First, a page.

The wide variability and the complex geometry of dysplastic femurs make stem choice in THA critical to reconstructing hip biomechanics and confering implant stability [5]. To date, no guidelines and no thresholds based on the native morphology are currently available to facilitate a specific stem choice [4,5,6]. While some authors have empirically suggested conical tapered stems for femoral anteversions of 30–60° and for small femurs, the optimal stem design to use in DDH is still unknown [4,5,6].

Thus, we sought to determine (1) which stem design provided the highest percentage of adequate reconstructions in THA for DDH, in terms of combined anteversion, offset restoration, coronal and sagittal tilt, canal filling, and leg lengthening, and (2) any correlation between the reconstruction provided by each stem and the native femoral morphology. We hypothesized that in DDH, conical tapered stems could provide safe combined anteversion, reliable canal filling and adequate positioning in most cases, especially when the femoral anteversion is > 25°.

Materials and methods

The study was approved by the local ethical committee and registered on (NCT04904640).

The hospital database was screened for pelvis CT scans that included a native dysplastic hip and were performed during 2000–2018 for pre-operative THA planning or painful THA diagnosis, with the aim being to achieve 200 eligible hips.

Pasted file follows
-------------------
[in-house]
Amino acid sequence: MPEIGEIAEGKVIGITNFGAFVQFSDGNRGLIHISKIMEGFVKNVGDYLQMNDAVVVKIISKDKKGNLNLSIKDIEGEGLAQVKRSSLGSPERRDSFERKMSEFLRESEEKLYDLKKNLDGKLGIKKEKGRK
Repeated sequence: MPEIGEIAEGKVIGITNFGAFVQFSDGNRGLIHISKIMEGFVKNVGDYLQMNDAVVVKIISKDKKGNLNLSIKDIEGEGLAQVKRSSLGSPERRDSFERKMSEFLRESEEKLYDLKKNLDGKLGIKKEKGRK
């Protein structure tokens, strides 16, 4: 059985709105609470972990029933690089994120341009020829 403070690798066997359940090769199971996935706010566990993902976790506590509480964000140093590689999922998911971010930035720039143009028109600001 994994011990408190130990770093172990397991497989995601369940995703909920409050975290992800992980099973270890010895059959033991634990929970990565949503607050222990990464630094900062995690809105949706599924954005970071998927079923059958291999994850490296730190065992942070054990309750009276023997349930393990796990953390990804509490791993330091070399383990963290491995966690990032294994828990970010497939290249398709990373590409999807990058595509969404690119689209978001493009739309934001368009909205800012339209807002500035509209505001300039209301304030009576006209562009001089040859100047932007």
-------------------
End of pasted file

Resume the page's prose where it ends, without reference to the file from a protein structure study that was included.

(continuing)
The inclusion criteria were:

  • Definition of DDH according to Wiberg (center edge angle < 20°) [7]

  • Pre-operative CT scan extended from the fourth lumbar vertebra to the tibial plateau.

Hips with other congenital or acquired pathologies, arthroplasties or inadequate CT scans were excluded.

200 hips in 150 CTs (150 Caucasian patients) were randomly selected. The first author simulated the implantation of three different stem designs per hip using a 3D CT-based pre-operative planning software (Hip-Op) after an appropriate assessment of the native femoral morphology.

3D CT-based pre-operative software for surgical planning: Hip-Op

The software reproduced a 3D CT-based planning environment [8, 9]. The user-friendly graphical user interface is based on a multimodal display visualization. The user can choose the components from a library of selected implants: the implants and the patient anatomy are rendered in each view. The planner may evaluate the implant type, size and position by interactively moving and rotating the components in the view area. The validity of Hip-Op software as a pre-operative planning aid has previously been assessed [9].